let me start this post off with a question: How many times a year do you think it rains in the Mojave Desert? Well my guess is not many. I can honestly say that I was there when it did though! Not only did it rain, but frigid cold winds whipped across the valley. It was miserable and not the desert experience I was expecting.
It started when we left Hiker Town on Sunday night. Hiker Town is a great little stop right at the beginning of the Mojave Desert stretch, where hikers can relax, get water, and even stay the night. We got there in mid-afternoon and just stayed a few hours to relax before we took off to night hike the 20 mile stretch through the Mojave that follows the LA aqueduct. We hiked until about midnight and decided we too tired to go any further, so we found a great spot to lay out our bags and space camp (formally known as cowboy camping, but we renamed it because we are not cowboys and as you lay in your bag you look up at space, lol). I woke up at 2:30am to a slight sprinkle of rain on my face, which was strange because there were no clouds in the sky for miles. The wind was just howling so much, it was pushing it over. I fell asleep and awoke once again about 3:00am to full on rain, soaking my goose-down sleeping bag. So I got up and somehow managed to pitch my tent in record time, in the strong winds. Morning rolled around and the rain nor the wind had stopped yet, but we got up anyway and began hiking again. It was terribly cold and there was fresh snow from the night in the mountains, no more than 1,000ft above us. It rained on and off all day, making for a long, miserable, cold Mojave adventure. Honestly, an adventure I'd like to never experience again!
Don't fear though, I did survive and made it to Tehachapi CA. A full service desert town, where I will resupply for the next 6 days or so that it will take for me to hike to Kennedy Meadows: The gateway to the Sierras! My mind is a mess at the moment, trying to figure out how my resupplies will work up in the high Sierras. Many of the supply points are still closed due to record snow fall this year. It's crazy thinking about mass amounts of snow, when I am still here in the desert. There are so many things that can and will go wrong, but I know everything will eventually work out in the end. I'm nervous and excited, just another leg of my adventure...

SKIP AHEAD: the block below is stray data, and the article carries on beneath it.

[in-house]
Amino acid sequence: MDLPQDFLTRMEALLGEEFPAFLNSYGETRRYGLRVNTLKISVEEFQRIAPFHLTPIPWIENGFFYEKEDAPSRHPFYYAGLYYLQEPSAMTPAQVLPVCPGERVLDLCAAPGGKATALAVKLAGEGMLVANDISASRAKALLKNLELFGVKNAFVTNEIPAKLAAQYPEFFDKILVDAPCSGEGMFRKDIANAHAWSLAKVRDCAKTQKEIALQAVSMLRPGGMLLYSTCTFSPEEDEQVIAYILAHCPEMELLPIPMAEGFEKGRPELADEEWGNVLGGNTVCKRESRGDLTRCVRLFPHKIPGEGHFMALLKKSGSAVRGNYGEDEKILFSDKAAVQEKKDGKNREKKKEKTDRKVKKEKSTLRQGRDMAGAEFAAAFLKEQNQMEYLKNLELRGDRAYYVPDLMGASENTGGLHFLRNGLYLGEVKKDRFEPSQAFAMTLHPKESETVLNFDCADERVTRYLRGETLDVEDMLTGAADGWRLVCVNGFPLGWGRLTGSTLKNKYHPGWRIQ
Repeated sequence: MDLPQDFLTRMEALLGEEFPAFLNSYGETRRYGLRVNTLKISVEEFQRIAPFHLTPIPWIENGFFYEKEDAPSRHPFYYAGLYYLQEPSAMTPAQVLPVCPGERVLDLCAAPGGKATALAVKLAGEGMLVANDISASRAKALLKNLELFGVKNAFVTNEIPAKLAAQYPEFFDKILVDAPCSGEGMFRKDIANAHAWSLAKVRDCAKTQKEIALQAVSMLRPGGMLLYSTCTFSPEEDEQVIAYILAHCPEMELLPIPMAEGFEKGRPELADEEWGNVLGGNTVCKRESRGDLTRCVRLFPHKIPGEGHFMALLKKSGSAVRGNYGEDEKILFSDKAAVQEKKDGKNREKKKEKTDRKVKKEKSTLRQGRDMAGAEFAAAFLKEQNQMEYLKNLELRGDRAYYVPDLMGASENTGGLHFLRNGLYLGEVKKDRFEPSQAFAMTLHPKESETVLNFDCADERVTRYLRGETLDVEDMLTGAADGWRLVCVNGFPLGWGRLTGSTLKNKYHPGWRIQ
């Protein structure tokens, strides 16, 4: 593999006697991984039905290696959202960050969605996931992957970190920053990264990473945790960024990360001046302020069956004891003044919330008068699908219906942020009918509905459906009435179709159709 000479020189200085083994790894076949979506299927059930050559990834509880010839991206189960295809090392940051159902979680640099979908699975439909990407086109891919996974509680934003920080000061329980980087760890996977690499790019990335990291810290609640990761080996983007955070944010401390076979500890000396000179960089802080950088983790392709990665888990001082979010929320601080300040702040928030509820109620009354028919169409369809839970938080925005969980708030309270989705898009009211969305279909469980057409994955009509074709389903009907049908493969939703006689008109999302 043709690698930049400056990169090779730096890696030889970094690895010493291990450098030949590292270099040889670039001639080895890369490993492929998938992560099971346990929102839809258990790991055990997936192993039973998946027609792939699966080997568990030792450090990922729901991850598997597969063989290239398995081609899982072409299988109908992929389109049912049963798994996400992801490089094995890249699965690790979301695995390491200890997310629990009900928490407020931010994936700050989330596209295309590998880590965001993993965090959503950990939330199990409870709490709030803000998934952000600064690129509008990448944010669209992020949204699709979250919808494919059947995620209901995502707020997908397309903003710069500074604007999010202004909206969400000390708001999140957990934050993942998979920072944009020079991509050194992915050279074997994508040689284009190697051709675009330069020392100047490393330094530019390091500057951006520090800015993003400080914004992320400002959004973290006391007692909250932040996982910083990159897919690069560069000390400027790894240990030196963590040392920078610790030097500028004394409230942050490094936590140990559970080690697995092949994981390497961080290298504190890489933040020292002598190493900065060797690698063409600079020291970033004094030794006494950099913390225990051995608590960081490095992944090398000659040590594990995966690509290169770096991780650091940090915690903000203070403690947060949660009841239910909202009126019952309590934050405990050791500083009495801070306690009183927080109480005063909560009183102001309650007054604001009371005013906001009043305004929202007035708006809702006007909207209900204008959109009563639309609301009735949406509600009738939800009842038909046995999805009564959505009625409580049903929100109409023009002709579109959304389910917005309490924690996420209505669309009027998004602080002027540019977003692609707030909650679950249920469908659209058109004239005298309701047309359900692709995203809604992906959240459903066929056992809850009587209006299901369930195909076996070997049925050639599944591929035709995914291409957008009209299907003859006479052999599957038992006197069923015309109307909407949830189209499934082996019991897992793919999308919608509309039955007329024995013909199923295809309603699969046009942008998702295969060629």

In my last big post, I mentioned how I think about food constantly. And believe me, that hasn't changed. It is amazing the amount of food a small guy like me can put down with a big hiker appetite. So I wanted to touch on the subject of what I've been eating on the trail. Variety is key when you eat fairly simple food constantly, so I try and mix it up whenever I can. Meals usually consist of one or more of the following items:
- Pop tarts
- Hostess Pastries (Honeybuns, Streusel Cakes, etc)
- Granola w/ dried milk
- Oatmeal w/ dried fruits
- Carnation Instant Breakfast Shakes
- Candy Bars (Snickers, Payday, Baby Ruth)
- Fruit Snacks
- Granola Bars
- Clif Bars
- Drink Mixes (Gatorade, Kool-aid, Iced tea)
- Candy (Skittles, Gummies)
- Trail Mix
- Bread (Tortillas, flatbread, bagels)
- Cheese (Sticks, blocks, pre-sliced)
- Meat (Summer sausage, Salami, Jerky)
- Knorr Instant Sides (formally lipton, come in varieties of rice, pasta, and noodles.)
- Mac and Cheese
- Meat (Tuna, Salmon, Spam, Bacon bits)
- Hot Chocolate
Well that is about it for now. Time to do some shopping for my next weeks worth of food and of course get some more grub to eat while I'm here. Can't wait to get back on the trail and begin my last stretch towards the Sierras. Kennedy Meadows will be my last stop in Southern California, and then it's on to Central California. I'm at about mile 560 right now, which puts us just over the 1/5 mark of the entire trip. Time is starting to fly. Thanks for following everyone, I love you and miss you all a lot. Keep up the comments!